I was asked to be a judge in the historical fiction category. The organizers ask what categories you’d be willing to judge. I told them any of them (yes, even romance). And I meant it. I’m fairly widely read in all of the genres, especially a lot of the foundational texts of the various genre categories. Because I’m not sure if I’m going to do it again, and because even if I do, there’s no telling what category I might get (and because I’m not going to spill all the beans), I feel comfortable sharing a few things about the process.

On the Historical Fiction Finalists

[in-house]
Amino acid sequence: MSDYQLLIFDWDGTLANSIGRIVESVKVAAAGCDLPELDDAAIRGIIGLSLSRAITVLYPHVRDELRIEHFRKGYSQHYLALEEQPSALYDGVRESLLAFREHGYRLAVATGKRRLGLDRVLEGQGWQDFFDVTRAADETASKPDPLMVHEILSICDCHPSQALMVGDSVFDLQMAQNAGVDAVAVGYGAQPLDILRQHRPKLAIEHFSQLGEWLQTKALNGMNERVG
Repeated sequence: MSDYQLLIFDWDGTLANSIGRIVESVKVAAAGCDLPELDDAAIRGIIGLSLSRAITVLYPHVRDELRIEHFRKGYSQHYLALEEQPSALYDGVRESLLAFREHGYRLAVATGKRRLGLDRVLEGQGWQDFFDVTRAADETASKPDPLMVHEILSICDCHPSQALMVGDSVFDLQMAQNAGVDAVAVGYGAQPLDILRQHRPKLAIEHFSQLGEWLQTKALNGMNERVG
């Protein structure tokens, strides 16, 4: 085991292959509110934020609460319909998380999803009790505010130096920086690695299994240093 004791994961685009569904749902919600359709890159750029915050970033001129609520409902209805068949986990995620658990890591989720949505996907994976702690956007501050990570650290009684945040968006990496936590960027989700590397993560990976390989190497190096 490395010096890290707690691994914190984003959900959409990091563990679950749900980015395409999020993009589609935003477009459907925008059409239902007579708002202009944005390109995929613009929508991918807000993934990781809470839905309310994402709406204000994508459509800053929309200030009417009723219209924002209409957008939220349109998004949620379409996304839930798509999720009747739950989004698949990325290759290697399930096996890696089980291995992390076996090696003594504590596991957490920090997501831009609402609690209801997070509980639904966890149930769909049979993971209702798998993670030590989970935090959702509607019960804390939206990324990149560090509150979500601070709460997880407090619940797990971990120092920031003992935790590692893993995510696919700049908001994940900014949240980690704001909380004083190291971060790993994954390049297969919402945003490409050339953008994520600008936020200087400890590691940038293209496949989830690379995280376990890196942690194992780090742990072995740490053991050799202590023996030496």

I read every page of all of the nominees, finished the final title 48 (or so) hours before the deadline to submit the ballot and completed my voting more than 24 hours before deadline. Of the five finalists, three overlap with my top five. I’d say that’s pretty good. After the winners are announced, I will post my top 5 and which one I’d pick as the winner. Continue reading “Notes from a 2015 Whitney Awards finalists judge”

My Whitney Awards ballot (and predictions)

First I wasn’t and then I was a Whitney Awards voter. I’m very glad that I hopped on the bandwagon — even if it did mean that my March was a blur of reading and even if I didn’t enjoy reading every single finalist. Before I get to my ballot, etc. a few pieces of housekeeping. Continue reading “My Whitney Awards ballot (and predictions)”